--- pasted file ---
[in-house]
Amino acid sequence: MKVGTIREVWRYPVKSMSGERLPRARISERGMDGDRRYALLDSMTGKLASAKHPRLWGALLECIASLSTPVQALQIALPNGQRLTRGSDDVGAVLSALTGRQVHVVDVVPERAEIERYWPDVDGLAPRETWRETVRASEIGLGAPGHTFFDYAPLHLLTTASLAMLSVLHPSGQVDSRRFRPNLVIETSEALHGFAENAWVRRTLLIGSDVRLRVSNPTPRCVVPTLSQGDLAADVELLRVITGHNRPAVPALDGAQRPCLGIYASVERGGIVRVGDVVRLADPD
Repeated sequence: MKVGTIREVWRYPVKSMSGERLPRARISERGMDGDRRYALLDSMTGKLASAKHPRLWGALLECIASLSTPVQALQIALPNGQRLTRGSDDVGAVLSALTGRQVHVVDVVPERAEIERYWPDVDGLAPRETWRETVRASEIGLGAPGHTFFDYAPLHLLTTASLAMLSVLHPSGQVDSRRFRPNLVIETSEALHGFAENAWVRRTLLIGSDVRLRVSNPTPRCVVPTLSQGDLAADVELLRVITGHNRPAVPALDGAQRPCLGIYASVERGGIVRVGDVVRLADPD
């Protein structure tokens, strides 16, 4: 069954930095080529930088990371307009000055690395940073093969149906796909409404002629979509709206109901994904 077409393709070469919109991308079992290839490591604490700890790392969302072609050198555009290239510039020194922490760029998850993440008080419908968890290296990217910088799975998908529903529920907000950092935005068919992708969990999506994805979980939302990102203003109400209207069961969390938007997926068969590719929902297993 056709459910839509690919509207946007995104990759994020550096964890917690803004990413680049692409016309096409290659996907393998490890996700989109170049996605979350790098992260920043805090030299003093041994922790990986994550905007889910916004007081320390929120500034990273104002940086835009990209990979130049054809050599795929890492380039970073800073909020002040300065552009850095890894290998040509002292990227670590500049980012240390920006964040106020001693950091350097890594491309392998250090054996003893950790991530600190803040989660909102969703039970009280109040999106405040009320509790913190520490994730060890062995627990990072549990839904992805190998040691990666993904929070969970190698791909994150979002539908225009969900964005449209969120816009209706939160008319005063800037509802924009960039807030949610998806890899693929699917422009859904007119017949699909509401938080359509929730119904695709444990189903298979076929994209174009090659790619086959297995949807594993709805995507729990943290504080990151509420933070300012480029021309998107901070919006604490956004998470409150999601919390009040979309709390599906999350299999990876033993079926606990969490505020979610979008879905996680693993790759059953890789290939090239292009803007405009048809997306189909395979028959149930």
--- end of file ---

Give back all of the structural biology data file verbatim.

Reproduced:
[in-house]
Amino acid sequence: MKVGTIREVWRYPVKSMSGERLPRARISERGMDGDRRYALLDSMTGKLASAKHPRLWGALLECIASLSTPVQALQIALPNGQRLTRGSDDVGAVLSALTGRQVHVVDVVPERAEIERYWPDVDGLAPRETWRETVRASEIGLGAPGHTFFDYAPLHLLTTASLAMLSVLHPSGQVDSRRFRPNLVIETSEALHGFAENAWVRRTLLIGSDVRLRVSNPTPRCVVPTLSQGDLAADVELLRVITGHNRPAVPALDGAQRPCLGIYASVERGGIVRVGDVVRLADPD
Repeated sequence: MKVGTIREVWRYPVKSMSGERLPRARISERGMDGDRRYALLDSMTGKLASAKHPRLWGALLECIASLSTPVQALQIALPNGQRLTRGSDDVGAVLSALTGRQVHVVDVVPERAEIERYWPDVDGLAPRETWRETVRASEIGLGAPGHTFFDYAPLHLLTTASLAMLSVLHPSGQVDSRRFRPNLVIETSEALHGFAENAWVRRTLLIGSDVRLRVSNPTPRCVVPTLSQGDLAADVELLRVITGHNRPAVPALDGAQRPCLGIYASVERGGIVRVGDVVRLADPD
């Protein structure tokens, strides 16, 4: 069954930095080529930088990371307009000055690395940073093969149906796909409404002629979509709206109901994904 077409393709070469919109991308079992290839490591604490700890790392969302072609050198555009290239510039020194922490760029998850993440008080419908968890290296990217910088799975998908529903529920907000950092935005068919992708969990999506994805979980939302990102203003109400209207069961969390938007997926068969590719929902297993 056709459910839509690919509207946007995104990759994020550096964890917690803004990413680049692409016309096409290659996907393998490890996700989109170049996605979350790098992260920043805090030299003093041994922790990986994550905007889910916004007081320390929120500034990273104002940086835009990209990979130049054809050599795929890492380039970073800073909020002040300065552009850095890894290998040509002292990227670590500049980012240390920006964040106020001693950091350097890594491309392998250090054996003893950790991530600190803040989660909102969703039970009280109040999106405040009320509790913190520490994730060890062995627990990072549990839904992805190998040691990666993904929070969970190698791909994150979002539908225009969900964005449209969120816009209706939160008319005063800037509802924009960039807030949610998806890899693929699917422009859904007119017949699909509401938080359509929730119904695709444990189903298979076929994209174009090659790619086959297995949807594993709805995507729990943290504080990151509420933070300012480029021309998107901070919006604490956004998470409150999601919390009040979309709390599906999350299999990876033993079926606990969490505020979610979008879905996680693993790759059953890789290939090239292009803007405009048809997306189909395979028959149930």